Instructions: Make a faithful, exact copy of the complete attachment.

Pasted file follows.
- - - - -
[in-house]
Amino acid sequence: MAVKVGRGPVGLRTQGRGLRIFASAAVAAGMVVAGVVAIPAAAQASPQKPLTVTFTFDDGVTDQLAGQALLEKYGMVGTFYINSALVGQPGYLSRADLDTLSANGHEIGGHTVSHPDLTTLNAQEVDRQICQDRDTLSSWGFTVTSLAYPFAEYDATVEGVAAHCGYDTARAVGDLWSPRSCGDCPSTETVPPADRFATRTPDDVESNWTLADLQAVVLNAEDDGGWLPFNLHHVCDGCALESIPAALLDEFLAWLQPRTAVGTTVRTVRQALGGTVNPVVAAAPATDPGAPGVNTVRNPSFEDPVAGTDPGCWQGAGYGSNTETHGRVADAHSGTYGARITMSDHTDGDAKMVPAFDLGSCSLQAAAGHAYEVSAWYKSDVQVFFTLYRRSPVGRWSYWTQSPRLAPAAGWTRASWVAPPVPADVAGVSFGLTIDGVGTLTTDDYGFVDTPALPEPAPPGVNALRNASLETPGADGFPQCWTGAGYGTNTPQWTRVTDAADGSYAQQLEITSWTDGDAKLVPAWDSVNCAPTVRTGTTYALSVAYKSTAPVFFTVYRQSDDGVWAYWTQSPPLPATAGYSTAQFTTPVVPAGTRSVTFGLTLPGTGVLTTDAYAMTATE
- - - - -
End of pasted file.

[in-house]
Amino acid sequence: MAVKVGRGPVGLRTQGRGLRIFASAAVAAGMVVAGVVAIPAAAQASPQKPLTVTFTFDDGVTDQLAGQALLEKYGMVGTFYINSALVGQPGYLSRADLDTLSANGHEIGGHTVSHPDLTTLNAQEVDRQICQDRDTLSSWGFTVTSLAYPFAEYDATVEGVAAHCGYDTARAVGDLWSPRSCGDCPSTETVPPADRFATRTPDDVESNWTLADLQAVVLNAEDDGGWLPFNLHHVCDGCALESIPAALLDEFLAWLQPRTAVGTTVRTVRQALGGTVNPVVAAAPATDPGAPGVNTVRNPSFEDPVAGTDPGCWQGAGYGSNTETHGRVADAHSGTYGARITMSDHTDGDAKMVPAFDLGSCSLQAAAGHAYEVSAWYKSDVQVFFTLYRRSPVGRWSYWTQSPRLAPAAGWTRASWVAPPVPADVAGVSFGLTIDGVGTLTTDDYGFVDTPALPEPAPPGVNALRNASLETPGADGFPQCWTGAGYGTNTPQWTRVTDAADGSYAQQLEITSWTDGDAKLVPAWDSVNCAPTVRTGTTYALSVAYKSTAPVFFTVYRQSDDGVWAYWTQSPPLPATAGYSTAQFTTPVVPAGTRSVTFGLTLPGTGVLTTDAYAMTATE